Monday, March 20, 2023

Silicon Valley Bank and Nonprofits

Professor Darryl Jones does an incredible job covering the waterfront of nonprofit and tax-exempt issues on this blog. So much so that I had to go back to make sure he hadn't covered this particular issue.

See, the effect of Silicon Valley Bank's implosion and collapse on the tech industry has been well-documented. But I was curious if it would have any effect on tax-exempt and nonprofit organizations. And it turns out the answer is yes. In fact, there were potentially two consequences, one of which has been resolved, but the other which has not.

One issue for nonprofits is similar to a major issue for for-profits: nonprofits deposited money in Silicon Valley Bank, sometimes in excess of the $250,000 insured by the FDIC. That meant that any delay in accessing their accounts risked impacting nonprofits' ability to pay their employees. But a couple days after California regulators closed Silicon Valley Bank, the FDIC announced that it would pay an advanced dividend to uninsured depositors and eventually allow them to get at their full deposit. Like their for-profit counterparts, then, nonprofits that had deposit accounts with SVB would be made whole.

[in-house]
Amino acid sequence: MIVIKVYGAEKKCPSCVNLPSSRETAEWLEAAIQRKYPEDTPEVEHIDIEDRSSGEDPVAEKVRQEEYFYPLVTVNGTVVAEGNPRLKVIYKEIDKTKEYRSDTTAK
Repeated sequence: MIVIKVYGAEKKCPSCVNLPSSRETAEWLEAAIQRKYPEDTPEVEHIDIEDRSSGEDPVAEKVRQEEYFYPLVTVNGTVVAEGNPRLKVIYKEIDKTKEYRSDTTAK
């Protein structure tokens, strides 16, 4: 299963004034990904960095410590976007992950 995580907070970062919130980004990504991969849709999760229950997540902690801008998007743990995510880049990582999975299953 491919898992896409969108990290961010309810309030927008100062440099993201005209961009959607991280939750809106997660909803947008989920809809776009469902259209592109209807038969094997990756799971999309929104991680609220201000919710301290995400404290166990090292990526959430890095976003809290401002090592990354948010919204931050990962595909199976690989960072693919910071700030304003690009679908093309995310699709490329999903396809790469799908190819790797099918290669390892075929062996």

But nonprofits faced an additional issue, one that has not yet been resolved. Because Silicon Valley Bank not only made loans to startups, it made loans and donations to nonprofits. These loans weren't a huge part of its portfolio--as of last year it had loaned about $1 billion (or less than 2% of its outstanding loans) to nonprofits--but nonprofits were counting on money it had pledged to contribute going forward. SVB had been especially important in funding the construction of affordable housing.

At this point, SVB isn't going to be providing those loans or making those donations, and nonprofits are left to scramble to find funding to finish their projects.

Samuel D. Brunson

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